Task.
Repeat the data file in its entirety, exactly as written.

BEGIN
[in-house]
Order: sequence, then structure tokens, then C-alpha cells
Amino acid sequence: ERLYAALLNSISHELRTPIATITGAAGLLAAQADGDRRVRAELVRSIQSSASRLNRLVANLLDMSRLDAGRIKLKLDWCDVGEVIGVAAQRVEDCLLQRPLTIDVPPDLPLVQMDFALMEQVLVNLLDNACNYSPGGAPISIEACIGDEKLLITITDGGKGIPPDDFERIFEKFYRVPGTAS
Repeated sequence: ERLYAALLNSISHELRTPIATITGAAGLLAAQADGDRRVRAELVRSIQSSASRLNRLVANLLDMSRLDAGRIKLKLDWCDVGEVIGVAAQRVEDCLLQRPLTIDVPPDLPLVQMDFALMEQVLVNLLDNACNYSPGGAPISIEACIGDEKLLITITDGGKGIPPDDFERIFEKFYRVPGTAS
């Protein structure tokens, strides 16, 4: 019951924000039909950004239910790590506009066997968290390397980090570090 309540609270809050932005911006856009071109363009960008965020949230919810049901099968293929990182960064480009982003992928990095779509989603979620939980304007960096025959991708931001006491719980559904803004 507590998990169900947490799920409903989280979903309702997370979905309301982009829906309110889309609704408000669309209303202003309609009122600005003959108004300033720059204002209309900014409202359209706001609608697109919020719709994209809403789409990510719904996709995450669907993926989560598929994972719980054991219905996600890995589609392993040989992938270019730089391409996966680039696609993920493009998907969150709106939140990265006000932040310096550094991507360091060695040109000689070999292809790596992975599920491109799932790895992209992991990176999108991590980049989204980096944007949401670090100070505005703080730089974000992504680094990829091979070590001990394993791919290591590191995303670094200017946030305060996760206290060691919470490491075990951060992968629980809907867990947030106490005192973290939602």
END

[in-house]
Order: sequence, then structure tokens, then C-alpha cells
Amino acid sequence: ERLYAALLNSISHELRTPIATITGAAGLLAAQADGDRRVRAELVRSIQSSASRLNRLVANLLDMSRLDAGRIKLKLDWCDVGEVIGVAAQRVEDCLLQRPLTIDVPPDLPLVQMDFALMEQVLVNLLDNACNYSPGGAPISIEACIGDEKLLITITDGGKGIPPDDFERIFEKFYRVPGTAS
Repeated sequence: ERLYAALLNSISHELRTPIATITGAAGLLAAQADGDRRVRAELVRSIQSSASRLNRLVANLLDMSRLDAGRIKLKLDWCDVGEVIGVAAQRVEDCLLQRPLTIDVPPDLPLVQMDFALMEQVLVNLLDNACNYSPGGAPISIEACIGDEKLLITITDGGKGIPPDDFERIFEKFYRVPGTAS
């Protein structure tokens, strides 16, 4: 019951924000039909950004239910790590506009066997968290390397980090570090 309540609270809050932005911006856009071109363009960008965020949230919810049901099968293929990182960064480009982003992928990095779509989603979620939980304007960096025959991708931001006491719980559904803004 507590998990169900947490799920409903989280979903309702997370979905309301982009829906309110889309609704408000669309209303202003309609009122600005003959108004300033720059204002209309900014409202359209706001609608697109919020719709994209809403789409990510719904996709995450669907993926989560598929994972719980054991219905996600890995589609392993040989992938270019730089391409996966680039696609993920493009998907969150709106939140990265006000932040310096550094991507360091060695040109000689070999292809790596992975599920491109799932790895992209992991990176999108991590980049989204980096944007949401670090100070505005703080730089974000992504680094990829091979070590001990394993791919290591590191995303670094200017946030305060996760206290060691919470490491075990951060992968629980809907867990947030106490005192973290939602």